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Pregnant triathlete puts the rest of us to shame

Chaunie Brusie is writer, speaker, and labor and delivery nurse. Her first book, Tiny Blue Lines, a guide to young motherhood, was released in May 2014. She writes about life as a young mom of three.

Pregnant and running races

At 28 weeks pregnant, I am starting to feel a little whale-like. I try to exercise, of course, but when it comes right down to it, I am definitely not the pregnant athlete that these women are.

Amy Fraser Tackabury and Sara Cooper are no strangers to exercise and pregnancy; in fact, these super-athletes continued to compete and race — all throughout their pregnancies.

A pregnant triathlete

I've heard of these supposed women who do all kinds of incredible physical feats during pregnancy (besides growing another human being, of course), but I guess I never actually believed they existed. Until Sara Cooper shared her story with me.

Sara had just finished a sprint triathlon and was beginning to train for her next triathlon when she began experiencing some strange symptoms. "I was actually swimming in the pool at the YMCA for training when I suddenly felt drunk and nauseated," remembers Sara. "It was awful! I still have a hard time with the smell of chlorine."

Having just met an impressive weight loss goal of thirty pounds, Sara was determined not to put the weight back on and to continue exercising during her pregnancy. "I knew that being healthy would help make my pregnancy and delivery easier and would be better for my baby," Sara explains. "I also had a philosophy that pregnancy is not an illness; it's just a normal part of life. Because I had just gotten involved in the sport, I was so excited and enthusiastic, and it was natural to just continue to enjoy it!"

Sara Cooper | Sheknows.com

How she did it

With her doctor's support, Sara enjoyed what she called "a very easy, very comfortable pregnancy," continuing training alongside her long hours working as a veterinarian. She says her doctor, a runner herself, encouraged her to be aware of her limitations, take breaks as needed and monitor her heart rate. "She stressed hydration, hydration and hydration," Sara says. Sara also found inspiration from her supportive husband and her own mother, whom she credits for teaching her that "pregnancy isn't debilitating (in normal situations) and that a woman still functions — she just has a baby taking up some resources."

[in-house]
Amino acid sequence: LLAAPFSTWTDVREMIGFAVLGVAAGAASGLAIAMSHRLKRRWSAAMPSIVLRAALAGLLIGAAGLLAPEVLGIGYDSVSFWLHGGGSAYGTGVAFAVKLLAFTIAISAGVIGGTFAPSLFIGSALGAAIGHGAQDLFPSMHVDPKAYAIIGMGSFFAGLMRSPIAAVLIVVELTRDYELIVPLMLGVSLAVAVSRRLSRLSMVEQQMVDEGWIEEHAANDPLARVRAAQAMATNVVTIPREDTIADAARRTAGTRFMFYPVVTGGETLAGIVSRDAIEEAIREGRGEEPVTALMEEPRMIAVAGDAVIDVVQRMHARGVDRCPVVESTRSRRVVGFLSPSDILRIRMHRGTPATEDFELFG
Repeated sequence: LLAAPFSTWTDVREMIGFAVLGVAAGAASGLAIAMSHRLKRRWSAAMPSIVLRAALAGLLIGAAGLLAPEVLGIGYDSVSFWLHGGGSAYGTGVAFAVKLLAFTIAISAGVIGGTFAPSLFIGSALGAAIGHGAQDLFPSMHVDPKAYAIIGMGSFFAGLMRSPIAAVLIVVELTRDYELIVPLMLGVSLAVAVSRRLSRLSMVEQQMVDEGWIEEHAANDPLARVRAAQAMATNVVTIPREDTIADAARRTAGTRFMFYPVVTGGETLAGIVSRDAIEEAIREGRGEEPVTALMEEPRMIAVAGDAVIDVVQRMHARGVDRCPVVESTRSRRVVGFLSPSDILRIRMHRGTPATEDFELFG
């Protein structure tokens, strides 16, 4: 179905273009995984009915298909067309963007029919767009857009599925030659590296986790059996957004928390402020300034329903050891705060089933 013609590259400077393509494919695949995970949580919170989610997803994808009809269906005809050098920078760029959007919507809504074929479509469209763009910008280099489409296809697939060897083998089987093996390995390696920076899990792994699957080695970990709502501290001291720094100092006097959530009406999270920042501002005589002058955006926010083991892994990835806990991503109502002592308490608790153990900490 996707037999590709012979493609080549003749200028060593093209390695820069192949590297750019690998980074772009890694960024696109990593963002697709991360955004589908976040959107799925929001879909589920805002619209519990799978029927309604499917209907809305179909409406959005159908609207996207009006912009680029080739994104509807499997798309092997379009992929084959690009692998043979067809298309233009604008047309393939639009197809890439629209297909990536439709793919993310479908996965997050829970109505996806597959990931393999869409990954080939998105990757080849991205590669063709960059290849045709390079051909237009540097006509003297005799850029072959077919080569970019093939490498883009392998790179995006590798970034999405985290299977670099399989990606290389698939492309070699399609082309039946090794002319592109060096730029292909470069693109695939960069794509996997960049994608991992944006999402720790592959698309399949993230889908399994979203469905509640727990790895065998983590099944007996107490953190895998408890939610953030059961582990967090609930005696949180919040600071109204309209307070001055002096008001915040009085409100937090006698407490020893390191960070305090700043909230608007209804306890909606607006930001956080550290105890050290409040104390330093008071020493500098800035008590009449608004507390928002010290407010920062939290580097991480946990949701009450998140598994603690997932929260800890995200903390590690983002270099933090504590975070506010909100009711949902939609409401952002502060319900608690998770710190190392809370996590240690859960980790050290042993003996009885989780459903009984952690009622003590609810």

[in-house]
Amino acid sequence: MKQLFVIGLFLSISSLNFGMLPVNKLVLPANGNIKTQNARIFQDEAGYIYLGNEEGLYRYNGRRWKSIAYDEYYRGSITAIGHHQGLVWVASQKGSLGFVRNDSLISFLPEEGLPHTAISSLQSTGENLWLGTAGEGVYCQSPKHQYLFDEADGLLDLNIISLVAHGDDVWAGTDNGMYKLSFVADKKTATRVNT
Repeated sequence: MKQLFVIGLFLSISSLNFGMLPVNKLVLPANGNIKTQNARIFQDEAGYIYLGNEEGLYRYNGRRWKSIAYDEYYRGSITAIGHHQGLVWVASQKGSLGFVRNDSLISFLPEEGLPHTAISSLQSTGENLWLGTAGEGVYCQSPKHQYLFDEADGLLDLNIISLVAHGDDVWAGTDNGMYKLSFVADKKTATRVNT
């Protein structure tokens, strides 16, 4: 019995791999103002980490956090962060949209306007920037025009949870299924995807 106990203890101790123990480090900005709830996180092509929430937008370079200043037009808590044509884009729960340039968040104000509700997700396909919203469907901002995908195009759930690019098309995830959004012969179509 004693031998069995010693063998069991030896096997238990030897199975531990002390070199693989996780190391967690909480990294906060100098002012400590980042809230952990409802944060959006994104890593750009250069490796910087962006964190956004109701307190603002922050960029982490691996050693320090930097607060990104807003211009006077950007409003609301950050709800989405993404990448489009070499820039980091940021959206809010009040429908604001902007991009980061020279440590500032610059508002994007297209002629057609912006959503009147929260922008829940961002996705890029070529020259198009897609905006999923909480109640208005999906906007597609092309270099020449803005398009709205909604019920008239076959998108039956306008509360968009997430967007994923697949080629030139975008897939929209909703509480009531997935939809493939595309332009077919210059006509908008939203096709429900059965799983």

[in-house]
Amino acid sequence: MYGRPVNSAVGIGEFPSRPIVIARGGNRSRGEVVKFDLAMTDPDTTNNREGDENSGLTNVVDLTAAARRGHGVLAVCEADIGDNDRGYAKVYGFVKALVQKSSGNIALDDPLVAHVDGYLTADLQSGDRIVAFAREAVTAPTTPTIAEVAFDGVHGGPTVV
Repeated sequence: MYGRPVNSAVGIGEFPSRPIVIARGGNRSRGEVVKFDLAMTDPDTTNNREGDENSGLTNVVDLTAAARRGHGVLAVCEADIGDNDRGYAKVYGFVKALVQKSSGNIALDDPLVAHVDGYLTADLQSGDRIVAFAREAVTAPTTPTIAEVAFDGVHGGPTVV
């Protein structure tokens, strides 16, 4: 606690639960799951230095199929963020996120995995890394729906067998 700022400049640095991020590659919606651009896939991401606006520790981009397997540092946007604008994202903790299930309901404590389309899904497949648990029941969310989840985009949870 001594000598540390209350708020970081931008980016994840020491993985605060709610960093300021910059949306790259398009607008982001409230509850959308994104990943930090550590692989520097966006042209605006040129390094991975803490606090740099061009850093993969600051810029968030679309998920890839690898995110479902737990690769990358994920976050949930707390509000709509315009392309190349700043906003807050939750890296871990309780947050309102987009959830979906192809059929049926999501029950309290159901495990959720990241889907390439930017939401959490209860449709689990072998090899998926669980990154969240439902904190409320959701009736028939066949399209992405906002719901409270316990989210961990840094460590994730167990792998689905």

With training, support and what sounds like a pretty exceptional attitude, Sara completed not one, but two triathlons while pregnant: the first while she was battling morning sickness at 10 weeks, and the second at 7 months pregnant. The hardest part? "Oh my goodness. The run!" exclaims Sara. "It felt like I had a basketball bouncing on my bladder with each footstep. The bladder makes it hard to reconcile keeping hydrated with the tiny space your bladder has. I had to resign myself to really frequent potty breaks on the run."

Run, baby, run

Amy Fraser Tackabury also lays claim to the pregnant racer status. She completed a 5-mile competitive race while 29 weeks pregnant. (Side note: The fact that I am very nearly this gestation is not lost on me!) 

"This was my third pregnancy, [so] I knew that my body was capable of so much more," explains Amy. "I gained over 55 pounds with my first, so this was in part to keep me at my same activity level so as to not gain so much and have an easier time losing weight after the baby." Amy continued her running when she became pregnant, checking in with her OB-GYN at every appointment, who told her to keep running. "As long as I felt OK [she said to] keep doing what I was doing," says Amy.

She continued running and training for the race throughout her pregnancy, modifying to a slower pace as needed and using a bellyband for support. "The race went really well," remembers Amy. "It was a hot August day, but I finished under my intended time and felt wonderful during and after."

Amy Fraser Tackabury | Sheknows.com

For Amy, running during her pregnancies was more than simply about a physical accomplishment. She attests to how her husband Dan, a family physician, supported her efforts because he knew how much running meant to her. "Dan has always been very supportive of me running during my pregnancies," she relates. "He was not only looking out for my physical health, but mental and emotional health also. Running covered all of that for me."

Advice for other pregnant athletes

So what advice do these pregnant athletes have to other mothers who wish to continue exercising and racing during their pregnancies?

"Know your body and adjust your expectations," says Sara. "Don't expect to PR races. Just enjoy the experience of being out there, taking your time and knowing that your baby is going to be a triathlete before she is even born! The three most important things are to stay hydrated, take it easy and don't get overheated. If your balance is off (because your center of gravity is off), be careful on the bike. I switched from my road bike to a regular old comfort/cruising bike for the second and third trimesters," says Sara.

More on exercising during pregnancy

Simple exercises to stay active during pregnancy
Pregnancy exercise: How much is too much?
Is it safe to ride a bike while pregnant?

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